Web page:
In a question, this process would ask: “Am I rejecting myself right now?”
Let’s say you want to get laid in a nightclub. The most likely person to sleep with you is a sexually active, attracted girl, who is comfortable with her sexuality. By actively being upfront and direct about your intentions and sexuality, you screen out girls who aren’t into you or comfortable with their sexuality, and you actually invite a girl into your life who views sexuality the same way you do. By getting rejected more, you have more sex. Go figure.
At the opposite end of the scale, in long term relationships, you are far more likely to meet someone who genuinely likes you for who you are if you are accepting rejection from people who don’t like you for you are. Instead of trying to ‘get back in touch’ with the ex who doesn’t want you, or trying to win over the girl who isn’t that interested, you accept the rejection and move on to people who are actually interested, genuinely invested, and much more capable of falling in love with you.
When you let go of your need to avoid rejection, you free yourself to start seizing opportunities; the more you get rejected for who you actually are, the faster you’ll find yourself surrounded by people who are interested and invested in who you are.
A LIFESTYLE OF REJECTION
The more we invest in who we feel need to be in order to be loveable, the more we invest in rejecting ourselves. Rejection doesn’t just lie within our behaviors around others, but in the very way we live our lives.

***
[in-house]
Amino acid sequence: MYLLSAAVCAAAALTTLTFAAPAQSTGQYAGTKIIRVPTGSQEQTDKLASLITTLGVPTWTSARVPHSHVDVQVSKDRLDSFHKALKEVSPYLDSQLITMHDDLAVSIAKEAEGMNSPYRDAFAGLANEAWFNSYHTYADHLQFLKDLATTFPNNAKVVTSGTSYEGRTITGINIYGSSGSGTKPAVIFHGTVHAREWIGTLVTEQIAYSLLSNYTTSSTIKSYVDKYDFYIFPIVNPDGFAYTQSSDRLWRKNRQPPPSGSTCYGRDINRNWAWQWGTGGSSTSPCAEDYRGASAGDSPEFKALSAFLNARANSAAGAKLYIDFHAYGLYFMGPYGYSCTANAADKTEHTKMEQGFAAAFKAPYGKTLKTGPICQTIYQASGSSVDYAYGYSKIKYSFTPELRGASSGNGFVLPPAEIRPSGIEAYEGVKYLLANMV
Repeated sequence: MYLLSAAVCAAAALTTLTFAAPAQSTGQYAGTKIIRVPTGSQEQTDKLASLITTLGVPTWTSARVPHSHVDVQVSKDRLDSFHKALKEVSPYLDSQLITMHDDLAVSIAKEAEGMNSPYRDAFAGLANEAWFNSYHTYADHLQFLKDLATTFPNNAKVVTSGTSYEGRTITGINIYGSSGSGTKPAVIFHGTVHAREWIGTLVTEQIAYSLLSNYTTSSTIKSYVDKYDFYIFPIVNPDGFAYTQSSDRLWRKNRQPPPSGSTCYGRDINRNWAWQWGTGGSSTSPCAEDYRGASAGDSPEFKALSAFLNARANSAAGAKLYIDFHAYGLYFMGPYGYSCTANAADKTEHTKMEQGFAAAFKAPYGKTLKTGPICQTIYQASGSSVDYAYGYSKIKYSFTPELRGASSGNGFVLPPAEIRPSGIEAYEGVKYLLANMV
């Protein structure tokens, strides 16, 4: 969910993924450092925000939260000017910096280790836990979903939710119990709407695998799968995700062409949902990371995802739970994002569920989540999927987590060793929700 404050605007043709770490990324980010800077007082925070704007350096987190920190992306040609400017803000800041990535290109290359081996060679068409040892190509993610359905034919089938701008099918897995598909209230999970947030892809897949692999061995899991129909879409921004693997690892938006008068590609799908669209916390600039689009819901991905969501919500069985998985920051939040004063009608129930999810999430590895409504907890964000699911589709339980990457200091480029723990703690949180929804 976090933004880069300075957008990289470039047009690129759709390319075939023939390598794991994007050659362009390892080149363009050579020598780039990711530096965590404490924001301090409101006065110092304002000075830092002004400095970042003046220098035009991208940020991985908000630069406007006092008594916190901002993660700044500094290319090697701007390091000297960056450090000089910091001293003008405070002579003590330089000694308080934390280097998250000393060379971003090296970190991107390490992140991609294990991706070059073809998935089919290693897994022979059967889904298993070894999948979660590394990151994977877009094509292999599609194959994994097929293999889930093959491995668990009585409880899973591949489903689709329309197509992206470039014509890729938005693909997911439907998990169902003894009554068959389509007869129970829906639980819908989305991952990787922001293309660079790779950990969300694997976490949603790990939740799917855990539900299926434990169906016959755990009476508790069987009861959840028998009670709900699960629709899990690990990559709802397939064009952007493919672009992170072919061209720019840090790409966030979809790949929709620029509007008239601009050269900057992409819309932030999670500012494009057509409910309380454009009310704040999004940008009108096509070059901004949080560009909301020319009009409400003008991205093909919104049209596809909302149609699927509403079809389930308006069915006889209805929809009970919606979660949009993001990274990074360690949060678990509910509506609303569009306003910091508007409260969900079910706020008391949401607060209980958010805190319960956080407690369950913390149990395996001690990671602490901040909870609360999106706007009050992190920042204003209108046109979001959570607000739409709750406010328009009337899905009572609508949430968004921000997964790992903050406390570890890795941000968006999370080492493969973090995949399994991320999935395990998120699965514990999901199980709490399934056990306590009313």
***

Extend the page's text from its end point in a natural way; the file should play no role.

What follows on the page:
If we feel that we need to earn money in order to be worthy of love; we will devote all our efforts to pursuing that in the hope that we’ll get our needs met, all whilst simultaneously ignoring any germ of true personality that lies within us. If we feel we need to be funny and charming in order to be liked, we will smooth over moments of natural tension in interactions and destroy any spark that could have taken life.
When we fail to develop our lives and develop the richness of diversity and opportunity that exists within its potential; we reject ourselves from meeting a broad variety of people that would match us.
If we pay attention to finding the gold within us – maybe our desire to get into politics, or our desire to blog and travel, or our love of Japanese Anime, rugby, wrestling, classic literature, black and white cinema, hardcore clubbing or break dancing – we naturally give ourselves a compass which we can follow to find those who suit us best.
GENUINE DECISIONS FOR GENUINE RESULTS
Taking responsibility for our relationships means taking responsibility for the emotional reality in which our decisions with the opposite sex are made. In order to have the kind of relationships, sex life, and connection that we desire, we have to confront our own motivations and our approach to our identity.
Because if we’re acting from a place that rejects us before anyone has had the chance to, then those relationships will never come into being. Not only is this unsatisfying but it leaves us in a state of self-reinforcing emotional limbo. Every time we invest in someone who isn’t really into us, we invest in that part of ourselves that tells us we aren’t enough.
The problem with a results orientated mindset is that it prevents us from seeing what actually gives us the results we want. In relationships, this is enormous. Good relationships don’t start with a relationship, they start with someone who has a good relationship with themselves.
Before you look outwards, you have to look inwards, or you’ll never allow anyone to genuinely love you for who you are.
*Basically had a young, dumb relationship like anyone else.